Oh, to be a cat in Istanbul. Hip kitten lovers in America are just lately coming on board with the Japanese idea of “cat cafes,” where you can watch furry felines frolic as you sip your soy latte. But cats have run freely throughout the Turkish metropolis for hundreds, maybe thousands of years. They show up in a number of local stories about the Prophet, leading to a certain reverence from the largely Muslim population. It may not quite be the same treatment as cows get in Hindu countries, but the feral cats have integrated into the life of the city in a truly remarkable way.
And, well, that’s about all the facts you can really say about the story without getting drily academic or stretching to make it fit a larger scope. In her documentary, Kedi, director Ceyda Torun avoids drawing heavy-handed conclusions. Despite its urban setting, this is at heart a nature documentary, studying a population of animals living as they do few other places on Earth.
Obviously in the United States and Europe, we don’t tend to let cats have the run of the place, except within our own houses. Street cats are rounded up and sent off to shelters, likely to be put down. In less-developed parts of the world, cats are left alone, but also left to fend for themselves, as any other urban wildlife might. But in Istanbul, the cats occupy a strange middle ground, making homes and alliances with the human residents, but never quite becoming pets, as such.
Torun chooses seven cats to profile, following them to what extent she can, and talking with the people who are acquainted with each one. Some, like Sarı or Bengü, are mothers and providers. Others, like Aslan Parçası, are fierce ratters who earn their keep by keeping pests away from the neighborhood fish restaurant. There’s even Psikopat, whose name barely needs translation to hint at her demeanor.
Cats, one of the people muses, are aware of the existence of God. While dogs view people as divine providers, even pet cats seem to realize people’s place in the world, and are not content with mere obedience. The implications for the age-old schism between “cat people” and “dog people” are left to the audience. For the most part, little mention is made of those of the other persuasion.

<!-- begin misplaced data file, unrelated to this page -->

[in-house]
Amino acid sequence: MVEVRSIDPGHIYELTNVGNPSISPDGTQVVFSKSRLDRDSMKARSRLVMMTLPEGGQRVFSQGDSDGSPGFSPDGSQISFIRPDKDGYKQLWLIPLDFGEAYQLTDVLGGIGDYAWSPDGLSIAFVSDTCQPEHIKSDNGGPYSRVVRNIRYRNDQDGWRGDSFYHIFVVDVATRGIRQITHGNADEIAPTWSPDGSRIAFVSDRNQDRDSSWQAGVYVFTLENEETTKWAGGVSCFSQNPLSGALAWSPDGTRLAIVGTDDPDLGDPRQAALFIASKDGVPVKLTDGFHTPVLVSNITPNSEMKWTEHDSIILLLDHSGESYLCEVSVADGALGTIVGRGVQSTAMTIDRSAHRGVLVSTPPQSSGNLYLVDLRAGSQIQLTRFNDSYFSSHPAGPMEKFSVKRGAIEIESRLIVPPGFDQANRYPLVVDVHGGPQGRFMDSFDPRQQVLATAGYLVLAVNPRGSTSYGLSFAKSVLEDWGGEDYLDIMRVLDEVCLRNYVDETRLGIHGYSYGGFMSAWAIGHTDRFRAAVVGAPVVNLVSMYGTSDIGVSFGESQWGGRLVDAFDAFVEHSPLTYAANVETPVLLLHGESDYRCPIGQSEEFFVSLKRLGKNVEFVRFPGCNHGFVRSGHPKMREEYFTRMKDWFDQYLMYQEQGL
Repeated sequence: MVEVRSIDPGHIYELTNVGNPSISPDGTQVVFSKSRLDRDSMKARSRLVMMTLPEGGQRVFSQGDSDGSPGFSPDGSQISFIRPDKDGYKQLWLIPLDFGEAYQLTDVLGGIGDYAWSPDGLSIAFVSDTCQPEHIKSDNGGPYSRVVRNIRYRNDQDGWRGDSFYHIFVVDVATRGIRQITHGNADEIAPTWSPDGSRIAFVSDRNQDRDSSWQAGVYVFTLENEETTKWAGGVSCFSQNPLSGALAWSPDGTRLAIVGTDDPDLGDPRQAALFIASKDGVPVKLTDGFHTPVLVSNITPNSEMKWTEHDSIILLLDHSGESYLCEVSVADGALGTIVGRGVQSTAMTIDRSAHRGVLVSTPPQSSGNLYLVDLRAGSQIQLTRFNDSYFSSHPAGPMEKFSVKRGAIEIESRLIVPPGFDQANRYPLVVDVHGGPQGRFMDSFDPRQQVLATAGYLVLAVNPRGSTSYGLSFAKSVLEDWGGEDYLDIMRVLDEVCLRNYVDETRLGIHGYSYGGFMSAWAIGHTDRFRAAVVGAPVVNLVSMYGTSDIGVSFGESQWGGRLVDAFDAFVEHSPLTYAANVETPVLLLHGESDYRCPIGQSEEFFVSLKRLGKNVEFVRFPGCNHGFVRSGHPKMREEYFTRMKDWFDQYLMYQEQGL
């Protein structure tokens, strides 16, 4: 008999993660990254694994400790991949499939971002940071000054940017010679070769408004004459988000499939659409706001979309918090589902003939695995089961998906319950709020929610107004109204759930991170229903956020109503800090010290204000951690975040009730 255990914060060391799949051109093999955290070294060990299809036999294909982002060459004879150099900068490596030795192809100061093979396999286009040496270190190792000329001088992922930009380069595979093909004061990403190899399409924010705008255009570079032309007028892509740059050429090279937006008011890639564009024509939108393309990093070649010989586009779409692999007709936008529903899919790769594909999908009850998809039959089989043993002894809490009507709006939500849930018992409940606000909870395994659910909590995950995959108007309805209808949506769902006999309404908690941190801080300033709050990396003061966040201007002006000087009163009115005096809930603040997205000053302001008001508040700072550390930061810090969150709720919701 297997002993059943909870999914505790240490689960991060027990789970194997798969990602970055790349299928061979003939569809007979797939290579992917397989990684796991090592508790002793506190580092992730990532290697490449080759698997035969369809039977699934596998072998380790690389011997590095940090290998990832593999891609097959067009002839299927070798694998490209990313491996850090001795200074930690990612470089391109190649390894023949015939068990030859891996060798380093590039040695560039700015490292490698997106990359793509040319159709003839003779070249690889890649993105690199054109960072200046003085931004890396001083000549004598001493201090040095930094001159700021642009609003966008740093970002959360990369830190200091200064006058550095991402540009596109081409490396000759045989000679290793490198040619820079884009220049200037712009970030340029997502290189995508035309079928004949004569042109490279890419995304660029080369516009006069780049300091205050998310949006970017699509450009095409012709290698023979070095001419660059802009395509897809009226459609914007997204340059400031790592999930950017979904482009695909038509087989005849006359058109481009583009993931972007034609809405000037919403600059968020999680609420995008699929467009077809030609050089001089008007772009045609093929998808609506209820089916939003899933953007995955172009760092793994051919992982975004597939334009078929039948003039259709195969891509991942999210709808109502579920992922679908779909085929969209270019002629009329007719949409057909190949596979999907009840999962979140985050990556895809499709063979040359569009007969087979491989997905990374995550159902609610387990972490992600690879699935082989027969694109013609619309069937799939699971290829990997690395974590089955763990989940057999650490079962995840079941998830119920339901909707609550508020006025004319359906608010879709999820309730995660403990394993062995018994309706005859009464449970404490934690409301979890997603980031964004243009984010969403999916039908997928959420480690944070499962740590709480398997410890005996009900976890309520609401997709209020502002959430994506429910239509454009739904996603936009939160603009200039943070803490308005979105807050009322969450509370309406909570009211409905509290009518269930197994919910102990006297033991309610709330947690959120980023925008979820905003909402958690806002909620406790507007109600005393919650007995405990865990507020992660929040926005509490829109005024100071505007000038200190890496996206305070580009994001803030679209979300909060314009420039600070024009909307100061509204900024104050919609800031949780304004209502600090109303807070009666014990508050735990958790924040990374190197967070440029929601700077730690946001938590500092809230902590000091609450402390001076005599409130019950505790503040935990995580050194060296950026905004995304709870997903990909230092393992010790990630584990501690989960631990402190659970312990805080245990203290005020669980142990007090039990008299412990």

Instead, most of the film is spent in the calmness that comes while petting a cat. To interact with a creature so familiar, and yet so alien, lends itself to contemplation. The tendency to anthropomorphize and project our own human stories onto the cats is overwhelming, and what we see in them is as likely a reflection of ourselves. The people Torun interviews talk about the cats, but they tell us about the city itself. It’s a charmingly oblique way to get at the soul of this culture, itself straddling two worlds.
Of course, it’s easily possible to ignore all of this search for depth, and just treat it as a movie about a bunch of cute kitties, which is likely how most people will receive it. Go in fairly warned that your fellow audience members are likely to burst out into spontaneous coos and other affectionate noises. And go on and let some out yourself. For this movie, at least, don’t take it — or yourself — quite so seriously. The cats certainly don’t.
Worth It: yes.
Bechdel-Wallace Test: if it applies to documentaries, pass.